I believe "selling" the autonomous vehicle on safety (another view of the numbers: road fatalities were 1.8% of all fatalities in the USA in 2012) is a mistake. Shift the focus more to productivity, convenience, mobility for the elderly and disabled, release of spare capacity, etc. But if you SELL on safety, then you'd better be safe, or else we have the possibility of the Hindenburg moment ("Franken Car Kills Family of Four!" goes the headline), and dirigibles still haven't recovered from that...

Please note I am in favor of autonomous vehicles, I just think "leading" with the safety argument is the wrong way to go.

End of rant, back to my walker...

Mike F writes:

Very interesting episode. I think Roberts underestimates the sources of resistance to the driverless cars and the increased asset utilization. I think it would be great to have fewer parking lots, fewer gas stations, fewer cars on the roads travelling at higher speeds; not to even mention, as Roberts briefly did, the fewer commercial vehicles that could schedule their travel time so much more efficiently without having to take human frailty into account.

But I wonder what impact that would have on measured GDP. How many makes and models of cars would be necessary in this scenario? Who would buy them? How many of them would be Teslas? What about paving and building companies? No need for a garage, no need for a driveway in addition to the need for many fewer parking lots. But the need for 2-way traffic at RedSkin (or some future name) games would be terrible. All those driverless cars would have to arrive and depart twice. And where would everybody tailgate?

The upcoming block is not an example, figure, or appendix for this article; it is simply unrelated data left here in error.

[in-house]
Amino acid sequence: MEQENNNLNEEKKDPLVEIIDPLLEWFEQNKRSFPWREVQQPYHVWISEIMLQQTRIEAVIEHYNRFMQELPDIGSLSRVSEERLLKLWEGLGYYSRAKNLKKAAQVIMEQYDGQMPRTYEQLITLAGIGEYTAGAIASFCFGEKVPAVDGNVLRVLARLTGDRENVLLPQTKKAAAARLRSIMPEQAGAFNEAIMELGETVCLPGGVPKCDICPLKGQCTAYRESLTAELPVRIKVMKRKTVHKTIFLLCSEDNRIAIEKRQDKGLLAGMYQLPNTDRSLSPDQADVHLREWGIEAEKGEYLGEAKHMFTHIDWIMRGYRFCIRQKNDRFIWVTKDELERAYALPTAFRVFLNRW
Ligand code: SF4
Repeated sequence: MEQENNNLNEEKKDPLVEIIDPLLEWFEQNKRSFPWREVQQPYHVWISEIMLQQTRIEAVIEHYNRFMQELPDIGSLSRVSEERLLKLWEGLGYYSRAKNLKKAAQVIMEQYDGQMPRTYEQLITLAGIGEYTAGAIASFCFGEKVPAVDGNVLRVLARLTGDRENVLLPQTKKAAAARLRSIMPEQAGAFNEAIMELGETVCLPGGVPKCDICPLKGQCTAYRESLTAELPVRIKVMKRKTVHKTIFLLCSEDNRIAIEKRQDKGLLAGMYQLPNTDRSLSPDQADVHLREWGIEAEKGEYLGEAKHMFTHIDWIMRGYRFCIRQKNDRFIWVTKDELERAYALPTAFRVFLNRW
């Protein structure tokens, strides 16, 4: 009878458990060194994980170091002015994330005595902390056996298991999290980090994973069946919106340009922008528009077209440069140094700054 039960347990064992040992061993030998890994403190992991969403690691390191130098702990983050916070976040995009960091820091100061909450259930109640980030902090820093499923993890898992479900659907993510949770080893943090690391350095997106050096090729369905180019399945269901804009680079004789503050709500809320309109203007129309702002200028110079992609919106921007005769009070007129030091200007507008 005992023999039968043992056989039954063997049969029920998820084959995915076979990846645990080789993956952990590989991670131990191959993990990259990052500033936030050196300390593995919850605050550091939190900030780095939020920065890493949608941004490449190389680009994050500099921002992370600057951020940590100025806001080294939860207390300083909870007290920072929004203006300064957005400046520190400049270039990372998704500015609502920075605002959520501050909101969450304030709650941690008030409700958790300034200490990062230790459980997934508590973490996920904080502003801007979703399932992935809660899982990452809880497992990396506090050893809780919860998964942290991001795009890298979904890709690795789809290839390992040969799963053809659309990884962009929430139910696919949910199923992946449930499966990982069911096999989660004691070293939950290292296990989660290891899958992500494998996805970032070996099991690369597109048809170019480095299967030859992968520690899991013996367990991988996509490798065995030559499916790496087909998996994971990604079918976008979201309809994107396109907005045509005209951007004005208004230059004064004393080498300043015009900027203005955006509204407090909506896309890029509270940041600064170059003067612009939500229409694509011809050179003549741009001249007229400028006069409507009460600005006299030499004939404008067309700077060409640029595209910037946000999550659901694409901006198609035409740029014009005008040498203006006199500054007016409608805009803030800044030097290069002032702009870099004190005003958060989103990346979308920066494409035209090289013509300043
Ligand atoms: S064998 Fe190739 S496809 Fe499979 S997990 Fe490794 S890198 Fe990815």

Greg G writes:

Wow. This was one of your very best ever. I will definitely be giving it a second listen. No matter how often Mike is a guest here it never seems like enough. Mike might have the best sense of humor of any economist out there. You could argue that's like being the tallest midget so I should probably add that he's just about the funniest guy I can think of in any field.

I loved how fair you were in discussing the fact that property rights issues can cut both ways on these issues. People who complied with the old rules have an argument that they will not be getting what they paid for. I agree with Russ though that, for the most part, these new technologies are so compelling that they will win out in some form.

Sometimes I think you guys overstate the extent to which markets solve almost any problem. But not today. You were very fair and it is pretty clear that customer internet ratings can be a very potent regulatory mechanism in many cases.

Today's topic is one of those cases where libertarians can ally with environmentalists. The efficiencies available here will surely lead to less fossil fuel use than we would see without them.

Also agree that the so called "price gouging " on Uber is a feature, not a bug. I used to own a retail store. One of our niches was carrying cold weather clothing for construction workers - and carrying it much deeper into the season than our competitors who often had it at closeout prices soon after Christmas.